Record levels of fines were issued in 2021 to resolve violations of the EU’s General Data Protection Regulation, according to a new report from DLA Piper. There was a 600% increase in the total fine amount, which rose from €159 million ($181 million) in 2020 to a staggering €1.1 billion ($1.2 billion) in the 12 months from January 28, 2021.
The huge increase in the total fine amount was due to two large financial penalties imposed on Amazon and WhatsApp, both of which broke the previous record fine of €50 million ($57 million) imposed on Google by the French Data Protection Authority in 2020.
The largest financial penalty of 2021 was imposed by the Luxembourg National Commission for Data Protection on Amazon Europe Core S.a.r.l. Amazon was determined to have violated the core data processing principles of the GDPR and was fined €746 million ($846 million). Amazon did not agree with the findings and has appealed the financial penalty, which may be reduced or even overturned. The outcome of that appeal is unlikely to be known for months, if not years.
Ireland’s Data Protection Commission announced a €225 million ($255 million) financial penalty for WhatsApp in 2021, to resolve alleged violations of the data processing transparency provisions of the GDPR. WhatsApp also disagreed with the ruling and has filed an appeal against the fine, which it feels is “entirely disproportionate.” The maximum penalty for GDPR violations is €20 million ($22.5 million), or 4% of global annual turnover, whichever is greater.
The data protection authorities in each member state take their own approach to issuing financial penalties for GDPR violations, which is why this year DLA Piper did not provide a list of the number of fines each country has issued. Some countries, such as Spain and Italy, have been imposing high numbers of small fines for GDPR violations, whereas others have pursued headline-grabbing penalties of millions of dollars. DLA Piper says it is not clear which approach is the most effective at deterring violations and encouraging compliance.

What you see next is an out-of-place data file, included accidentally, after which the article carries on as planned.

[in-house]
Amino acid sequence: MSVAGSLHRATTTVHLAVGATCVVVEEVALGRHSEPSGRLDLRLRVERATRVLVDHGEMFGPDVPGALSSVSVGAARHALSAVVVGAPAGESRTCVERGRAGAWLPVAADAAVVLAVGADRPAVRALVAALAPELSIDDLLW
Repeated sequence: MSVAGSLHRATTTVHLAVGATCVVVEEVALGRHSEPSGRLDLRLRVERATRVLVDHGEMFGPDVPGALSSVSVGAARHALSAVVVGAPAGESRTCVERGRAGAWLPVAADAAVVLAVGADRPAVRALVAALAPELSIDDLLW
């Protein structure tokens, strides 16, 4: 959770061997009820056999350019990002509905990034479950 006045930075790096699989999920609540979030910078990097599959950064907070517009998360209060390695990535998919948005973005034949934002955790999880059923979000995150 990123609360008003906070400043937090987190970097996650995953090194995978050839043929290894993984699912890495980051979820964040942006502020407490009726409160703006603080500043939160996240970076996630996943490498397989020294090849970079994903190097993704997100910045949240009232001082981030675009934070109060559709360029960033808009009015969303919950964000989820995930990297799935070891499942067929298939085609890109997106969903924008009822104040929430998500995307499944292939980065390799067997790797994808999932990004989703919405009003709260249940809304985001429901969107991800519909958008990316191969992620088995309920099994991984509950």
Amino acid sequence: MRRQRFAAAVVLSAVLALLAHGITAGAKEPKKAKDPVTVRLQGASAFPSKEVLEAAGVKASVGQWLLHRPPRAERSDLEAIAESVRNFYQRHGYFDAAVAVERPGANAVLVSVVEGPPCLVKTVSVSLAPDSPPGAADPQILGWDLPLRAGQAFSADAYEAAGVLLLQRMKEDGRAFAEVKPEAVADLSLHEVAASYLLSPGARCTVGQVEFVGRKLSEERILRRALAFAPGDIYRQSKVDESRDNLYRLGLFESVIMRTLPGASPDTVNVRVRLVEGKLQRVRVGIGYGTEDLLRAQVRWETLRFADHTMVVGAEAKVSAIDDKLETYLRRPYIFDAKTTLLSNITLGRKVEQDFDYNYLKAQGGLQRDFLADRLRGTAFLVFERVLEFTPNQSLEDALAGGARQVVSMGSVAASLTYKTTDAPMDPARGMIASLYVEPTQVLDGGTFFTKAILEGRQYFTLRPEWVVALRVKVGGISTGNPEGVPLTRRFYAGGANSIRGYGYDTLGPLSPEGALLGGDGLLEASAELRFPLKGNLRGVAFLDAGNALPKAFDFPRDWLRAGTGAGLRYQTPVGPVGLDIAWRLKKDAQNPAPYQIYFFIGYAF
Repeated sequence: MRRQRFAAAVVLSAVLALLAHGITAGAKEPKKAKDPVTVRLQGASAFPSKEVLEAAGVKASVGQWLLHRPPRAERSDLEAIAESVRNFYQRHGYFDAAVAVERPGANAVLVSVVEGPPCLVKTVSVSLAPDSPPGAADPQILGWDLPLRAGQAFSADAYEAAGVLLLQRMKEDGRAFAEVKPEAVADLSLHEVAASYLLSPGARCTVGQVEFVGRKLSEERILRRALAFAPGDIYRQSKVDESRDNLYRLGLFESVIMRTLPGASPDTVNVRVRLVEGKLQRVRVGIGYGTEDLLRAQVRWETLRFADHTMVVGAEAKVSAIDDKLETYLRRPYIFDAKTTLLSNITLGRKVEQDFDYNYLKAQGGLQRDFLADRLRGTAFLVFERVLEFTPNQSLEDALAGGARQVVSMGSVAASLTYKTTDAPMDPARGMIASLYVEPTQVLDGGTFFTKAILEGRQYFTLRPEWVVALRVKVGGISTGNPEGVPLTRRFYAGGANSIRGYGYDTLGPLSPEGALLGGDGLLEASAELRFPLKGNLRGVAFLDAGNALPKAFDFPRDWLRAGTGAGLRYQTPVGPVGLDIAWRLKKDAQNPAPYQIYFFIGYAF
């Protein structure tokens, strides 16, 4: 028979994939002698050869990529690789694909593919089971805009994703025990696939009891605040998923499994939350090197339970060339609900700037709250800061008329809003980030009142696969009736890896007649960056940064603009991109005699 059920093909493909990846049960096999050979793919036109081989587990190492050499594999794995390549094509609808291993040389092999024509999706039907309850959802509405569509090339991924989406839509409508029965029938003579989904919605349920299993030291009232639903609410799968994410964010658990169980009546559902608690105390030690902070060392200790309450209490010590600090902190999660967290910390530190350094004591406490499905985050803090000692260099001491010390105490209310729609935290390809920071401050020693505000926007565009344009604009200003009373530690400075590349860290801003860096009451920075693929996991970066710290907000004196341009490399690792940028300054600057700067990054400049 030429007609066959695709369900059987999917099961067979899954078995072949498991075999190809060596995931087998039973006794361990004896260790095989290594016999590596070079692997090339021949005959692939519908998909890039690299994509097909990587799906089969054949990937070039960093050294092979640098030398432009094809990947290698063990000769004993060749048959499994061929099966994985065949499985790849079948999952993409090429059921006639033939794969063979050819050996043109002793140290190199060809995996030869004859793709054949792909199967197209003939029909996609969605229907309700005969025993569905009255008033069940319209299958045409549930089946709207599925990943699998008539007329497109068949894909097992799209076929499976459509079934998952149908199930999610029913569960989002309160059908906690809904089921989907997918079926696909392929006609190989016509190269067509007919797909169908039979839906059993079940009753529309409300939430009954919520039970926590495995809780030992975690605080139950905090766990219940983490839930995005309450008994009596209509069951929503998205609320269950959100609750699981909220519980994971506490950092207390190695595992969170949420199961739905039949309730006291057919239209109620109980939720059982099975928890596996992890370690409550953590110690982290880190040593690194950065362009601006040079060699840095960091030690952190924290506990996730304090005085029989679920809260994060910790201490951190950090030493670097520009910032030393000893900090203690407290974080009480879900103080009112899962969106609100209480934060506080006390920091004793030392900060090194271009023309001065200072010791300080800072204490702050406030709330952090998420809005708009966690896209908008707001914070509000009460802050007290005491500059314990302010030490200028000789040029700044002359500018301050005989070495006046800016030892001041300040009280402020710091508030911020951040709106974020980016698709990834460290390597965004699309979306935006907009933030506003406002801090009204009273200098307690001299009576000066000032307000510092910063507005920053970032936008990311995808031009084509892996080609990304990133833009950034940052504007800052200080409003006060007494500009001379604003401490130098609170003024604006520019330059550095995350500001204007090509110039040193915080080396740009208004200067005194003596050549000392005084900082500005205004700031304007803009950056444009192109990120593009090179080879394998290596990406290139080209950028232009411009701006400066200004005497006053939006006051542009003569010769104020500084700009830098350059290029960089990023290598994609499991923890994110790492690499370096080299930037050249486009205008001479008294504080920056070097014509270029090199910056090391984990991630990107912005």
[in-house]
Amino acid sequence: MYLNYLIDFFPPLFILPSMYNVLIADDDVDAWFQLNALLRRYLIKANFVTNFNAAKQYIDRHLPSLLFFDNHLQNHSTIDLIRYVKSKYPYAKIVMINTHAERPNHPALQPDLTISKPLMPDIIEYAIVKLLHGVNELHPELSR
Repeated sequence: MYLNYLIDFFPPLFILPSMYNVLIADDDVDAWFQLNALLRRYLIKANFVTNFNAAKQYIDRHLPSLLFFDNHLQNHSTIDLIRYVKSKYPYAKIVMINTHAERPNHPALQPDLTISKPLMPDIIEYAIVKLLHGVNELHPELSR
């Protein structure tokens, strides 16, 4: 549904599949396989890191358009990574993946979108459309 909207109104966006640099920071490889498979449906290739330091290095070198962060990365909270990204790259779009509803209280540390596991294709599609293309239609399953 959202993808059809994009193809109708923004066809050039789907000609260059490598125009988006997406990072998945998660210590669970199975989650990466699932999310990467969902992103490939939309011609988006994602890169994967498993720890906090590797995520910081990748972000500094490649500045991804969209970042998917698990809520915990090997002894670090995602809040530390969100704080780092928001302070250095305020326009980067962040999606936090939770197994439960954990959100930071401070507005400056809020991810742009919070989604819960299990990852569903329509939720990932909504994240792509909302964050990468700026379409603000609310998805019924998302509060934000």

The enforcement trends identified in the previous year’s report have continued in 2021, with many data protection authorities making data processing transparency an enforcement priority, as well as compliance with the integrity and confidentiality principle and related requirements to notify individuals about breaches of their personal data. The report also shows an increase in investigations and financial penalties related to cyberattacks and data breaches, with Poland one of the most active countries in enforcing compliance with the information security requirements of the GDPR.
DLA Piper has predicted data transfers will be an enforcement priority and that there are likely to be a significant number of investigations and enforcement activities related to cookies and tracking technology, and organizations in the ad-tech ecosystem are likely to face increased scrutiny.
The DLA Piper GDPR report shows an 8% year-over-year increase in data breach notifications to data protection authorities in 2021, with notifications being submitted at an average of 356 per day, up from an average of 331 per day in 2020. In terms of total notifications, the five countries with the highest number were Germany (106,731), Netherlands (92,657), UK (40,026), Poland (29,003), and Denmark (26,634), although when adjusted per capita, Netherlands topped the list with 150 breach notifications per 100,000 people, followed by Lichtenstein with 132, Denmark and Ireland with 130, and Finland with 86.